An in-trust account has at least three key benefits that make it an excellent savings vehicle..." />

In-Trust Accounts or RESPs?

Courtesy of Invesco, Posted 19 Feb 2015

An in-trust account has at least three key benefits that make it an excellent savings vehicle for a child’s education:

First, unlike RESPs, no maximum limit applies to what can be contributed on an annual or total basis through an in-trust account. Second, also unlike an RESP, if the child does not go on to post-secondary education, the child may use the money for any other purpose.

And finally, capital gain attribution rules that apply to an in-trust account offer some tax-saving opportunities that can be very beneficial if you’re saving for a child’s education.

Equity mutual funds realize most of their returns from capital gains, rather than dividends or interest. If you contribute to an in-trust account set up primarily to provide capital gains (either through distribution or disposition of assets), the resulting tax on capital gains, if any, may be paid by the child. And since a child will normally have a lower taxable income than an adult, less tax, if any, will be paid and more money would be available for the child’s education expenses. The income (interest and dividends) generated by the mutual fund will be taxed in the hands of the contributor.

Does the beneficiary have to be specified?

Yes. If a beneficiary is not named on an in-trust account, one of the major criteria for establishing the in-trust relationship is missing. Without a beneficiary, you can’t determine ownership or tax treatment of the account. That is why our mutual fund forms have space to identify the trustee(s) and beneficiary(ies) for every account.

How is an in-trust account taxed?

Briefly, the rules are:

All income (interest, dividends, foreign and other income) is attributed to the contributor if it was earned during a year in which the contributor was resident in Canada. The contributor must include this amount in his or her income and pay the related taxes.

If funds are provided solely from Child Tax Benefit payments or an inheritance, the income is taxed in the hands of the child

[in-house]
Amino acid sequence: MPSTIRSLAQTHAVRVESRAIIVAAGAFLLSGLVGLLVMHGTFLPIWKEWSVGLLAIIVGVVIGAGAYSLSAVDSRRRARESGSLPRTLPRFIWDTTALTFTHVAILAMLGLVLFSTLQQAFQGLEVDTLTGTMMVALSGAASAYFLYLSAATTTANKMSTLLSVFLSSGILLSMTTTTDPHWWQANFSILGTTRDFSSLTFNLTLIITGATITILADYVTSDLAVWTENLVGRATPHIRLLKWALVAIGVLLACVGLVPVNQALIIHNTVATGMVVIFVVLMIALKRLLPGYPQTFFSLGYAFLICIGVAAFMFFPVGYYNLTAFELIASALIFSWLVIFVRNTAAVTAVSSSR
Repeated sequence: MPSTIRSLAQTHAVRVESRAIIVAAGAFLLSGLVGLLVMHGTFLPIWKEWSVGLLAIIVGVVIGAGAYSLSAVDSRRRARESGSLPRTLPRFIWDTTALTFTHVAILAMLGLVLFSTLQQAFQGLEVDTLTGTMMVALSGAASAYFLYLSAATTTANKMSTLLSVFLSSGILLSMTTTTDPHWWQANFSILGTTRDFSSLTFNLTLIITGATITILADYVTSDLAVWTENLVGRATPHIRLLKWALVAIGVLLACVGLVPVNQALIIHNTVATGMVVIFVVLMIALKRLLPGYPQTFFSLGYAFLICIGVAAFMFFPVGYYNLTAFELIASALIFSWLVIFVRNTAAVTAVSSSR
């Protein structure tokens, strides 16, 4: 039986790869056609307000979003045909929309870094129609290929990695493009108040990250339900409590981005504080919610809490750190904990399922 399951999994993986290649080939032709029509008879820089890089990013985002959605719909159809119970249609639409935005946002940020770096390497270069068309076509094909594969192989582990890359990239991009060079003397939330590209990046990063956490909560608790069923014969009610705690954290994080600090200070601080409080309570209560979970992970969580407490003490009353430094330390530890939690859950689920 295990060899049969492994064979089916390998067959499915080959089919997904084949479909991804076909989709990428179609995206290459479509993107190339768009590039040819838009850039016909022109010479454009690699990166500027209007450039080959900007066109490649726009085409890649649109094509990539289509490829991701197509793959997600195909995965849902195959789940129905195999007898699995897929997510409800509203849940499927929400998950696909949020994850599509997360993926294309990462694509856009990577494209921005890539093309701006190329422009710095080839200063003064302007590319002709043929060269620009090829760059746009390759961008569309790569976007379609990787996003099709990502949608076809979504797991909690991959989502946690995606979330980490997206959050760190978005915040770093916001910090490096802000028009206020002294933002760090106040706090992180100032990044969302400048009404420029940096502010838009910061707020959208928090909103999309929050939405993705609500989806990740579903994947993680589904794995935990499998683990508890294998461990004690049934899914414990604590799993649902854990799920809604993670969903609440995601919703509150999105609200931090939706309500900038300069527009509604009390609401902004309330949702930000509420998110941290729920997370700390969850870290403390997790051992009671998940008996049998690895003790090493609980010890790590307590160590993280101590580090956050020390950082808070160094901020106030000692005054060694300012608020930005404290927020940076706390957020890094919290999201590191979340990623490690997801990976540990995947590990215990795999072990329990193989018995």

All capital gains on the account, whether from distributions from a mutual fund or sale of any assets in the account, may be taxed in the hands of the child.

The trustee is responsible for providing documentation of the source of the funds in an in-trust account and for ensuring appropriate income tax treatment. See your financial advisor for more tax details, or ask for our taxation bulletin on in-trust accounts.

What happens when non-cash assets are contributed to an in-trust account?

If you contribute or transfer assets to an in-trust account, you are considered to have disposed of these assets at fair market value on the transaction date. If the market value of the transferred assets is greater than their original cost, the contributor may be subject to capital gains tax. The trust would then be deemed to have acquired these assets at fair market value on the transaction date.

What if an unrelated party gives a gift to the in-trust account?

If the contributor deals at arm’s length with a child (i.e., is generally not related to the child, neither an aunt nor an uncle), the attribution rules described here generally do not apply. Assets would still be transferred to the account as though the contributor had sold them at fair market value and the contributor may be taxed accordingly. However, all income and capital gains may be taxed in the hands of the child.

Can you take assets out of the account?

Assets taken out of the account must be used for the child’s benefit because the trustee manages but is not entitled to the benefit of the funds.

Does an in-trust account need to be formal?

An in-trust account is an informal trust because the only document that establishes the trust relationship is the investment contract containing the in-trust account designation. To be valid, an in-trust account requires:

A contributor – The person(s) who is (are) giving a gift or contributing an asset to someone else. He or she is usually an adult blood relative.
A beneficiary – The person(s) who benefit(s) from the account assets. He or she is usually a minor blood-related child. The beneficiary, not the contributor or trustee, owns the assets.
A trustee – The person who manages an account’s assets on the beneficiary’s behalf. The trustee manages the assets until the child reaches the age of majority; the trustee has legal control over the assets, but the child owns them.
Assets –Money or other assets contributed by the contributor. In a trust relationship, someone manages assets for someone else.

In-trust accounts aren't a good idea for every investor. An RESP is a simpler option and has grants available for contributions you make. Speak to your advisor about which plan is right for you, or complementing your RESP with an in-trust account.